This year, Christmas feels a little like a non-event. I've dug out my favorite Christmas CDs, but I can't seem to put them in the player. I haven't watched any Christmas movies either. My heart isn't in it, and it would feel like I was going through the motions again. It is less of a feeling of pain this year, and more a feeling of emptiness.

I will be spending the day with my wonderful immediate and extended family, and I am sure it will be a lovely day. But next year will be different, better. I will find the Christmas spirit again. I will find new joy in the season.

I am not looking for anyone to step in and try to make this Christmas special. I would rather let this Christmas go by a little unnoticed. I think I just need a pass this year.

Miracle Drug

I want a trip inside your head
Spend the day there...
To hear the things you havent said
And see what you might see

I wanna hear you when you call
Do you feel anything at all?
I wanna see your thoughts take shape
And walk right out

Freedom has a scent
like the top of a new born baby's head

The songs are in your eyes
I see them when you smile
I’ve seen enough I'm not giving up
On a miracle drug

Of science and the human heart
There is no limit
There is no failure here sweetheart
Just when you quit...

~ by U2

Marriage counseling wrap up

So, after four months of marriage counseling, what did I walk away with? Was it worth it? Was it a waste of time?

As far as the saving or improving the marriage goes, it clearly failed. When we started counseling, the goal was to improve our communication and relationship. On some level, our communication improved, if not our relationship.

As I detailed in my last post, our counselor was a poor one and I should have insisted we start over with someone else. She seemed more interested in moving me along the five stages of acceptance than in working to save the marriage. We could have picked a better guide, but there were clear benefits to seeing someone. We shared a fair amount of what had been on our minds - our wishes, our frustrations, our misunderstandings.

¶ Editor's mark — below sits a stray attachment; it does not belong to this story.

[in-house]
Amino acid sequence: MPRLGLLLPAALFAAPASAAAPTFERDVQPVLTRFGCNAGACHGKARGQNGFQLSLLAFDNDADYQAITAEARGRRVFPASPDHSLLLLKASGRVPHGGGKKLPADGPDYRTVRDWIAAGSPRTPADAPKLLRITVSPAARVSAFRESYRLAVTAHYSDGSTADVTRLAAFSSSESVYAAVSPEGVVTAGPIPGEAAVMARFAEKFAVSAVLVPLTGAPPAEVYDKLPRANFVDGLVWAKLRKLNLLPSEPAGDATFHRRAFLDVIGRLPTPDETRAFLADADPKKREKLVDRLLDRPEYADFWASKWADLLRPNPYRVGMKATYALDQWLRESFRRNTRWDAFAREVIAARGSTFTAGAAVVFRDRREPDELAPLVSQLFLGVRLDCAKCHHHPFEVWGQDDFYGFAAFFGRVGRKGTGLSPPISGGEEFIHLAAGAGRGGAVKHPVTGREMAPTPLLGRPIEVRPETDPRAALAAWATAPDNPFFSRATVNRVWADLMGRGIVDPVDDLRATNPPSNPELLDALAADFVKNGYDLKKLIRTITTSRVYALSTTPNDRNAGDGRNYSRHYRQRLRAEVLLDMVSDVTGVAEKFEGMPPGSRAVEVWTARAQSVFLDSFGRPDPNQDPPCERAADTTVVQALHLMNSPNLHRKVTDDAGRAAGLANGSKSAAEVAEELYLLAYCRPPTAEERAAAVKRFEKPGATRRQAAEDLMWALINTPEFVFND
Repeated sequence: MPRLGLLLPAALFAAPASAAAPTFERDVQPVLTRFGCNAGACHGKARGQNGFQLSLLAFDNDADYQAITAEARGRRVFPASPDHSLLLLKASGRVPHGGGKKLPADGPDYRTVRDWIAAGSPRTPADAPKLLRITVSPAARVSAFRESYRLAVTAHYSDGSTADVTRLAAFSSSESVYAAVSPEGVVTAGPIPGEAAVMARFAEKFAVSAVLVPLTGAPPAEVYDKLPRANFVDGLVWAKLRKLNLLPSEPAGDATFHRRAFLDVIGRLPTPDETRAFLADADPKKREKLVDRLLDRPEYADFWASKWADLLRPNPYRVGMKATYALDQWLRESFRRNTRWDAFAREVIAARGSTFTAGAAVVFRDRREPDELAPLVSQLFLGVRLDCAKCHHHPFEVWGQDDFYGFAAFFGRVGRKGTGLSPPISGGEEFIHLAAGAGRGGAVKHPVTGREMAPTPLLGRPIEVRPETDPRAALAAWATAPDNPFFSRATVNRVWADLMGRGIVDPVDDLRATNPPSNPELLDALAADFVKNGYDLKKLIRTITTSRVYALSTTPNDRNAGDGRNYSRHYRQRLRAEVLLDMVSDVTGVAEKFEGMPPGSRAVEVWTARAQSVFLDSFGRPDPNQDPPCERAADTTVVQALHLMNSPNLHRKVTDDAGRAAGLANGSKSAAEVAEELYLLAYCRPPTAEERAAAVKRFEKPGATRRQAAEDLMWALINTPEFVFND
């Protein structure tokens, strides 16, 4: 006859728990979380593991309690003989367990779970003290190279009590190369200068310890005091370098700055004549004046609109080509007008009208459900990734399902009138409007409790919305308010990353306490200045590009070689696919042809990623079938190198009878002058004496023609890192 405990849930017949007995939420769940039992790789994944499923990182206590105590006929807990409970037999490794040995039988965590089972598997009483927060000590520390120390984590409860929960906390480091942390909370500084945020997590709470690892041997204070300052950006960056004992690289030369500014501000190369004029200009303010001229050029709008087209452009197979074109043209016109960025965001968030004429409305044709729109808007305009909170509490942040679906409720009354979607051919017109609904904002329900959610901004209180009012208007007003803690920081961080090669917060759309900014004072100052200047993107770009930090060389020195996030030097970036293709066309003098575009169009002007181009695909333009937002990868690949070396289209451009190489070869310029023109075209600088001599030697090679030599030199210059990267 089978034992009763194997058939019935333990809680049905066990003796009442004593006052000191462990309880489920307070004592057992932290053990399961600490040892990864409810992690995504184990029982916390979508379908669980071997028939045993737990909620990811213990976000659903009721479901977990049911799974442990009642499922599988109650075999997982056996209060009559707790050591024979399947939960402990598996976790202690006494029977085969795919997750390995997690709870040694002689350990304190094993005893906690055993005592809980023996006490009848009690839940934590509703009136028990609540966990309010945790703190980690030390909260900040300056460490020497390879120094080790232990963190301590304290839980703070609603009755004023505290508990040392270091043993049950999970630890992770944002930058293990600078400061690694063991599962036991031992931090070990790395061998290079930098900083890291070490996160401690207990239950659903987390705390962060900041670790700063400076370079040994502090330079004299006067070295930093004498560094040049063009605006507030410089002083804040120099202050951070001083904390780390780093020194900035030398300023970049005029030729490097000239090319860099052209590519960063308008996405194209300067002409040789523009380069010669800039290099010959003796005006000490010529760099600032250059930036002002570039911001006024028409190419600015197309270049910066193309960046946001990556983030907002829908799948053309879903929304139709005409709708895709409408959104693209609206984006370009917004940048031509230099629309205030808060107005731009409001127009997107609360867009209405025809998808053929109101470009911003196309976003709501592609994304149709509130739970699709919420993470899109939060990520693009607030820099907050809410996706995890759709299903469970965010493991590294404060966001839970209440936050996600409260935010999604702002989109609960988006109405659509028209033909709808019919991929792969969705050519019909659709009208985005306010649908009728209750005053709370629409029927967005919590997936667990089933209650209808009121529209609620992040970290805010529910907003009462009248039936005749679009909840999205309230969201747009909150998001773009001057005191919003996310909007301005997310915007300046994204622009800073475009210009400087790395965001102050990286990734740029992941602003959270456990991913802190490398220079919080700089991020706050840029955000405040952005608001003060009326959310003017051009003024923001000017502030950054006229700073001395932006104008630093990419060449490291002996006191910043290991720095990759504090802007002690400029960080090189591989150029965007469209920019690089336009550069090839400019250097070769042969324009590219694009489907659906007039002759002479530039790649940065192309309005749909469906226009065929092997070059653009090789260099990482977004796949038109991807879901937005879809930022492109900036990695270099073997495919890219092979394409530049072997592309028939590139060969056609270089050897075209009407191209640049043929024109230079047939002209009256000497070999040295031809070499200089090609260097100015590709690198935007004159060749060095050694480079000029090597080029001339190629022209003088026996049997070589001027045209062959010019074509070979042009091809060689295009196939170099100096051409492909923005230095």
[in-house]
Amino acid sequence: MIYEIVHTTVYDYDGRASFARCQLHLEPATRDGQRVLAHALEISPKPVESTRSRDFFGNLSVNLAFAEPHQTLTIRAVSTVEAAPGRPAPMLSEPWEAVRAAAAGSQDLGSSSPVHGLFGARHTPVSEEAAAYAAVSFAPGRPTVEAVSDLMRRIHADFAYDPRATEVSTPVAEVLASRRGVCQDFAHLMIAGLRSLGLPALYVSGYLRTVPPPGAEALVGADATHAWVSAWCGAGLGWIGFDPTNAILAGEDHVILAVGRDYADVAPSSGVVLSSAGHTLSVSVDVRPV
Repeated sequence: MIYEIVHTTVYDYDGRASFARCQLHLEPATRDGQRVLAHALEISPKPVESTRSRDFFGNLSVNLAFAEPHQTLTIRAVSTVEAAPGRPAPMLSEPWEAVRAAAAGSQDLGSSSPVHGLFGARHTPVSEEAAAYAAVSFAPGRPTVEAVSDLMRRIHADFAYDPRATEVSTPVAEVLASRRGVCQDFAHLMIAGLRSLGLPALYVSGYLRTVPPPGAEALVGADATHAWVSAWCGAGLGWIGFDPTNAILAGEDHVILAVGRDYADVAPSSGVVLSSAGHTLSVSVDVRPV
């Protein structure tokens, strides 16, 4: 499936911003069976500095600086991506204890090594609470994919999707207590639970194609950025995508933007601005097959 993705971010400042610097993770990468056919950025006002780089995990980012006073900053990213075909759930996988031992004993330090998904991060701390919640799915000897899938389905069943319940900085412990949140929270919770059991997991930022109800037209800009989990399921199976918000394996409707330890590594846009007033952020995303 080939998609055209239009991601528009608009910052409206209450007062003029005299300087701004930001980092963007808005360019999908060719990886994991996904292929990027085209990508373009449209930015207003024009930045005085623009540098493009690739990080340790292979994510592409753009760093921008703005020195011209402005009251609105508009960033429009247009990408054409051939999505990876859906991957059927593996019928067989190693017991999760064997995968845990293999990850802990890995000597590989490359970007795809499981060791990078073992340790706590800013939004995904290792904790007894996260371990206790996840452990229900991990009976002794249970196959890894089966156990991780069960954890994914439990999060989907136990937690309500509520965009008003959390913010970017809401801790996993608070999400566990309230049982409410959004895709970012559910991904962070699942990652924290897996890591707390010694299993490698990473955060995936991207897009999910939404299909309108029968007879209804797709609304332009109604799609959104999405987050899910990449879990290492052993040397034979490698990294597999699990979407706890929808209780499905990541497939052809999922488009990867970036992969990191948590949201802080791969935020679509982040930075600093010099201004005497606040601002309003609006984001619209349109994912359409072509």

As I have also mentioned, we both went into counseling believing I shouldered much of the blame for our arriving on this doorstep. What we found is that we had both done things that made things more difficult in our relationship. My habit is to always look to my own actions before placing blame on others, and I don't forgive myself very easily. While I found no absolution in counseling, I did find some perspective on my role. I am walking away with plenty of guilt feelings, but nothing near what I would have if we hadn't had these discussions.

Something my personal counselor mentioned - it isn't uncommon for partners to switch roles during counseling. J asked for counseling and I was initially resistant. Once the ball was rolling, however, I opened up and she pulled back. I was all for digging into the issues and trying to find solutions. J seemed less and less interested as the weeks passed.

J later confided that when she asked for counseling last November, if I had said no she was going to leave. Apparently she had already been mourning the death of our marriage for some time, and I'm guessing it had taken time to screw up the courage to confront me. When I said yes to counseling, her face showed disappointment. She said it was shock, in that she never expected I would say yes. But I think that she had built herself up for this moment of truth, and by saying yes it threw her.

In the end, our counseling seemed to be one long exit interview. The type where your employer goes through your good and bad points, but dances around the real issue of why you are being let go.

But it wasn't a waste of time. Though we did not save the marriage, I'm better for having gone through counseling. Our marriage counselor was pretty poor, and I wish we had someone else guiding us through the process. But in the end, as far as saving the marriage, it probably didn't matter who we went to. We started counseling too late. It is my belief that J's mind was all but made by the time we began discussing our issues. Of course like lots of other thing written here, this is mostly speculation.